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Boxing's title belts of little importance to the public

The championship belts awarded by boxing's sanctioning organizations are becoming less important. Pictured is a title belt from the International Boxing Federation.
Photo by Mark Kolbe/Getty Images

One thing you may have noticed about yesterday’s final pre-fight press conference at the MGM Grand in Las Vegas hyping the fight this weekend between welterweights Floyd Mayweather, Jr. and Marcos Maidana is that neither man was sporting their championship belt.

Mayweather is the champion according to the WBC while Maidana is the champion of the WBA, but neither man paraded those title belts around the room. Floyd was presented with another Ring magazine belt but aside from that there was little mention of the chintzy trinkets.

It has become clear in this day and age that the title belts and the titles themselves awarded by what the late Bert Sugar anointed the “alphabet soup” organizations are becoming somewhat of a footnote. Mayweather is the type of fighter that transcends sanctioning organizations, titles and title belts. Even Canelo Alvarez and Alfredo Angulo who faced each other in March (on pay-per-view no less) did so without any sort of title at stake. And you know what? It didn’t make one bit of difference.

The bottom line is that boxing is a business. For the fighters at the very top it can be extremely lucrative as evidenced by a payday this weekend for Mayweather that is a guaranteed minimum $32 million. In the grand scheme of things, to a guy like him, whether he has a title belt or not makes absolutely no difference. Ask any boxing fan and they will tell you it makes no matter one way or the other when it comes to buying a ticket or purchasing a PPV whether a title is at stake.

It seems that boxing fans have finally arrived at a place where title belts do not matter. The sole criteria these days is that fans want to see the best fighters face each other. Whether it is Manny Pacquiao and Timothy Bradley or Mayweather versus Maidana it really doesn’t make much difference. What drives the economic engine of the sport is quality match-ups not titles created by a sanctioning organization in Mexico, Venezuela, Puerto Rico or New Jersey.

There are really only a few factions remaining that care about titles and title belts and these are truly the enablers of the alphabet cartels. Primarily it is the television networks HBO and Showtime. When they are able to “sell” a bout as being for a “championship” they seem to feel better about it. Secondly, it is fighters on the way up or who are the least well known. To them, a belt from the WBA, WBC, WBO or IBF represents a significant steppingstone to better days ahead. Lastly, second tier promoters can use a fighter that has a championship belt to get them on HBO and/or Showtime and to get themselves and/or their fighter a larger paycheck.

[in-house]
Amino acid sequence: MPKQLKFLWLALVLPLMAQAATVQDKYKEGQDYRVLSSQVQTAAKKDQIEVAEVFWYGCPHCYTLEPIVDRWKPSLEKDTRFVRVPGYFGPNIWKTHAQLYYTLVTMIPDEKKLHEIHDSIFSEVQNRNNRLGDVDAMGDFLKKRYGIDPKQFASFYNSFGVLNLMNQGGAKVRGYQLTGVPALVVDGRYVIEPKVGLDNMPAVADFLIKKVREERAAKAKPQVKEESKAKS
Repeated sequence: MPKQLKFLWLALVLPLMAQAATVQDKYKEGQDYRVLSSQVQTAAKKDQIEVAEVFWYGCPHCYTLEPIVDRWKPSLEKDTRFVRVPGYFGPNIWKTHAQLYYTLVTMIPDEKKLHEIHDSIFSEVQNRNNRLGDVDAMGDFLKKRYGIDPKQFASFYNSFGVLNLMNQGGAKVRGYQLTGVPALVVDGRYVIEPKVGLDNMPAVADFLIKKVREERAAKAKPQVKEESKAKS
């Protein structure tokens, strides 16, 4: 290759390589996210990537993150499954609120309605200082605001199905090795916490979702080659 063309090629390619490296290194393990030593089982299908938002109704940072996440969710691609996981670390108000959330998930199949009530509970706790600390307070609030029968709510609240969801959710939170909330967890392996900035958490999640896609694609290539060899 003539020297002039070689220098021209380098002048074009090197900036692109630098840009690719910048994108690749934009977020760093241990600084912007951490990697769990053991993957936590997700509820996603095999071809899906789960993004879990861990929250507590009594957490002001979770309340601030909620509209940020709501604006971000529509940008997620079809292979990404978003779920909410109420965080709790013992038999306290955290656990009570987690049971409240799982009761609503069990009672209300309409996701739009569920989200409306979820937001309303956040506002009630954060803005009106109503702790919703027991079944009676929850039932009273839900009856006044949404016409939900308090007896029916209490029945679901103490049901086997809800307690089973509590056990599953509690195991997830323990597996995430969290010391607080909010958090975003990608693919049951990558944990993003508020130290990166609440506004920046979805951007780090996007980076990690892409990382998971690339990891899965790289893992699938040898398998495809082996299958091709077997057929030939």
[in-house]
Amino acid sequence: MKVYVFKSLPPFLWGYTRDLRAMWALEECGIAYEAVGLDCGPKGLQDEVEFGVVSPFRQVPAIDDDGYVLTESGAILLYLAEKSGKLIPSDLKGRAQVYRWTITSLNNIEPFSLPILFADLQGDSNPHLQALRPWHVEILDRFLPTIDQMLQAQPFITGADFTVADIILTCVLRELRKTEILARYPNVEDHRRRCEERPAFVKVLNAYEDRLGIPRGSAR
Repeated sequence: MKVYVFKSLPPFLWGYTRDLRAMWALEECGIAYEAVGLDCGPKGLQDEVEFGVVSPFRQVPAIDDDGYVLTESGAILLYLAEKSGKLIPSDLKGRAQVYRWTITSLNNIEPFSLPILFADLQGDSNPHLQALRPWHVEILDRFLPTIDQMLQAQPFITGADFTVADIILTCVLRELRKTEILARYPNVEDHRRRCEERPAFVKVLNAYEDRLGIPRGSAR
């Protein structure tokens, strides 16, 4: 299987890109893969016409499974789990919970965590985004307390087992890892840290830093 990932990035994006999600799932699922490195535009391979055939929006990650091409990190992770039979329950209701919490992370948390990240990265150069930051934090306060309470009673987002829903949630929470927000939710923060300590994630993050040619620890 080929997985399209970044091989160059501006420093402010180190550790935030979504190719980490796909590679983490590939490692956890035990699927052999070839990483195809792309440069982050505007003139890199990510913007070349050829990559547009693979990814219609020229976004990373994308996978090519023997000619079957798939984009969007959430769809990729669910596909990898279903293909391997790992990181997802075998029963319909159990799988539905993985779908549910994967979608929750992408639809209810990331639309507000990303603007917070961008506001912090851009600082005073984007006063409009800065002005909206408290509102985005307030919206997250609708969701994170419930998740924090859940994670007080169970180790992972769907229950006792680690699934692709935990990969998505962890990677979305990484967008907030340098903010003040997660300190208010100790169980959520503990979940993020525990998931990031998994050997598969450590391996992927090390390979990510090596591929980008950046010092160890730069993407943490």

There are times when the belts still matter. 49-year-old Bernard Hopkins seems to be using them as an excuse to continue his long career. Hopkins holds two light heavyweight belts, wishes to add a third and if successful claims he may retire. It is much the same motivation that drove Evander Holyfield to also fight until he was nearly 50. There are occasions when the titles help sort out a muddled situation among contenders, but by and large they are becoming less important in boxing.

As with any product that becomes over saturated in any market the value of that product goes down. It is a simple economic model that has stood the test of time. And so it is with title belts in boxing. Any time there are four people running around with title belts all claiming to be welterweight champion of the world – Mayweather, Maidana, Pacquiao (WBO) and Shawn Porter (IBF) then the public will see less value in those titles. They will seek to clarify the situation for themselves and identify who the real champion is by some other method. In perhaps the ultimate display of what the belts meant to him, heavyweight champion Riddick Bowe was so disenchanted with the demands of the WBC that he unstrapped the title from his waist in 1992 and tossed it into a London trash can.

The Ring magazine performs a service in helping to clarify the situation by ignoring the sanctioning organizations and anointing the person usually best deserving of a Ring championship, but they are not above error and or criticism. Other independent online rating groups have popped up and those also help to clarify the situation. But by and large, the public has become quite adept at identifying who the real champ is and who to throw their weight behind. As a result, the sanctioning organizations have become much less important.

So much so that the fighters who are their champions don't even bother bringing their belts press conferences anymore.

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